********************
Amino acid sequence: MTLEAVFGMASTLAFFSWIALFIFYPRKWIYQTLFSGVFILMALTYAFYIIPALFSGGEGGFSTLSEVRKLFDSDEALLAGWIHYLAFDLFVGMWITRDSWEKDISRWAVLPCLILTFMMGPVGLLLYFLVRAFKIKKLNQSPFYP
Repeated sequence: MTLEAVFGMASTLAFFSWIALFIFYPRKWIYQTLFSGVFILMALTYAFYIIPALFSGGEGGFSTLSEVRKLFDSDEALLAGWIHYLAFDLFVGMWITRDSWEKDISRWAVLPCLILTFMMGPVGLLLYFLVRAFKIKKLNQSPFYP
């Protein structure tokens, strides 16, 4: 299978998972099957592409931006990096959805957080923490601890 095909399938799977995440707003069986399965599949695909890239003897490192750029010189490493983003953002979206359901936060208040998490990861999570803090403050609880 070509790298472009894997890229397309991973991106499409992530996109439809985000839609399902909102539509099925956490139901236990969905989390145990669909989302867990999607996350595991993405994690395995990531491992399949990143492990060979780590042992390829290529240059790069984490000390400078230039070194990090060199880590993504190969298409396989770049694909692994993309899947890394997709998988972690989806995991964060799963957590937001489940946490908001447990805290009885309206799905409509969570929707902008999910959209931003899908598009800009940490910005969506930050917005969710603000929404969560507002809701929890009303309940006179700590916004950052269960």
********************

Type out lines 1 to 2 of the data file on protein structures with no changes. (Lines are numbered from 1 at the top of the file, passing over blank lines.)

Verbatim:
Amino acid sequence: MTLEAVFGMASTLAFFSWIALFIFYPRKWIYQTLFSGVFILMALTYAFYIIPALFSGGEGGFSTLSEVRKLFDSDEALLAGWIHYLAFDLFVGMWITRDSWEKDISRWAVLPCLILTFMMGPVGLLLYFLVRAFKIKKLNQSPFYP
Repeated sequence: MTLEAVFGMASTLAFFSWIALFIFYPRKWIYQTLFSGVFILMALTYAFYIIPALFSGGEGGFSTLSEVRKLFDSDEALLAGWIHYLAFDLFVGMWITRDSWEKDISRWAVLPCLILTFMMGPVGLLLYFLVRAFKIKKLNQSPFYP